The Spark: The Origins of Pride (2019) - full transcript

It's a type of cancer.

Its characteristic: it only affects gay men

and in particular
those who take stimulants.

The LGBT cause
remains quite unknown.

It is linked to sexuality
and so it is considered as something dirty.

I breaks God's law.
Do not forget Sodom and Gomorrah.

It goes beyond sexuality.
It is first and foremost a love story.

The prohibition of homosexuality

resulted in a large social reprobation.

We're here to fight against this marriage
that will destroy families.

When you belong to a minority,
when you face discrimination,

sometimes humour is a weapon.

It seems rather easy to repress
some emerging feeling of homosexuality

and to restore the individual,
to make him or her normal.

Meeting is very hard,

There are few gay establishments
in Paris, in the seventies.

It's often outrageous.
You see clubs for queens.

Mid-sixties, you would find gay places
Rue Sainte-Anne.

But it was quite expensive.

There, you would rather see
chic people trying to hide.

Some kind of gay socialites.

It's not for us.
It is more bourgeois than gay.

Bourgeois before gay.

Gay people have always met
in public places.

Public toilets were meeting points.

We knew that we could meet
in those places.

But you had to locate them.

It was a way to meet
without anybody noticing.

Jacques Chirac, mayor of Paris,
had created an urban squad.

When parks were closed

in Les Tuileries, for instance,
there was a real invasion.

We were very athletic at the time.
We climbed barriers.

This squad's official mission was
to control identities and ensure public order.

On site, they beat gays up.
I know what I'm talking about.

It was rather like what was happening
in the united States and elsewhere.

We had police raids,
identity controls.

We were never at rest,
like some wild animals.

People wanted to beat us up
because we were different.

Arcadie was created in 1954
by André Baudry, a former seminarian.

It was a stern man who led the association
and the review with an iron fist

For us, it was from another century.

We were opposed
to that kind of homosexuality.

We wanted to make the revolution,
to change society.

The tenth of March 1971
is a landmark

for the LGBT movement,
the gay people in France.

There was a radio programme
called "Allô Ménie".

I'm Ménie Grégoire.
Welcome to the show.

The Salle Pleyel is crowed out.

The radio network RTL
was advertising this programme

whose subject this very week was:
homosexuality, a painful issue.

Young homosexual boys
said to me they were unhappy

to the point to attempt suicide.

they can't stand it.

À group of activists,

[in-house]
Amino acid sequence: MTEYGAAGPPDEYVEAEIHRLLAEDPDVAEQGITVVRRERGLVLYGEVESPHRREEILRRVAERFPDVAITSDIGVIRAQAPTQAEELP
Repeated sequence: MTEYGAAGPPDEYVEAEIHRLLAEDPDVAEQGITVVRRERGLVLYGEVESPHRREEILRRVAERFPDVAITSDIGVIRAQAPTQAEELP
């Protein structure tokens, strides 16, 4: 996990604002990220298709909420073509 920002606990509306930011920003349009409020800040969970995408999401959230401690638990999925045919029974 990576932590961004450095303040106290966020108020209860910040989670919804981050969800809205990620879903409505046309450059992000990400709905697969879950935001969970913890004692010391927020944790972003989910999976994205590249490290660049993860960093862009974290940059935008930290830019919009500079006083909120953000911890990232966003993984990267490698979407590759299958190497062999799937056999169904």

women and men,

went and disturbed the programme.

you cannot be indifferent
to this suffering.

There is no suffering.

Listen, something totally unexpected
has occured here.

People are invading the stage.

We are not suffering.
Freedom! Freedom!

Everybody stood up
and climbed on the stage.

This was fabulous.

- Gay people are on the stage.
- We want freedom!

It was a victory.
The show was interrupted.

The interruption of this show
hosted by Ménie Grégoire

was a landmark
for gay activists in France.

The movement became more modern.

To me, it is like the French Stonewall.

We went against the tide.

Oh poor gay people,
let's help them.

Poor young boys
who're not manly enough.

this very night,
these men and women

decided to create a group called
the Homosexual Front for Revolutionary Action.

We're here to be a kind
of internal contradiction.

Like others, we're born into
bourgeois and straight families

with their strict education.

Women are meant to procreate,

and men are meant to be
machos and inseminators.

The main figure of the FHAR
is Guy Hocquenghem,

a Parisian,
bourgeois and intellectual,

a far-left activist.

Most of men are not gay

because they fear to lose their superiority
with this type of sexuality.

Guy Hocquenghem
embodies a particular time.

That's the first time you read,
you listen to, you see someone

- he was handsome,
a kind of Adonis -

who talks,
who simply talks

as if tit were a simple topic.

To me, Guy has been one
of few gay men

to say that it is thanks to women
that gay men rebelled.

Gays with us!

Women played a major role
in the LGBT movement.

Lesbians had a decisive role
in the creation of the FHAR.

There's something common to feminism
and the fight against homophobia,

it's the struggle
against patriarchy.

And this is why gay men would have
the same status as women.

Through the insults, gay men
are seen as passive, feminine.

They were also seen negatively,
considered as passive and feminine.

That's how they adopted feminism.

Women do not have
the same economic status.

A lot of men participated
to the second meeting.

They would interrupt women.

We said stop right away.

We've had our share of misogyny.

We'll create our own group,
the Red Dykes.

You could see everywhere

people hitting on other people.

We made out anytime anywhere.

There was an ad for the subway.

Take the second car.
Subway was another car.


We had our own slogan:
Meet in the second carriage.

Gays were getting on
the second carriage.

That was a meeting point.

It was a total liberation.
We dared to make out.

Girls and boys.
It was a true melting pot.

It was a time of sexual liberation.

It was a time of real orgy.

lt was a democratic orgy.

End of the seventies,
in Le Marais, in Paris,

there's a radical change.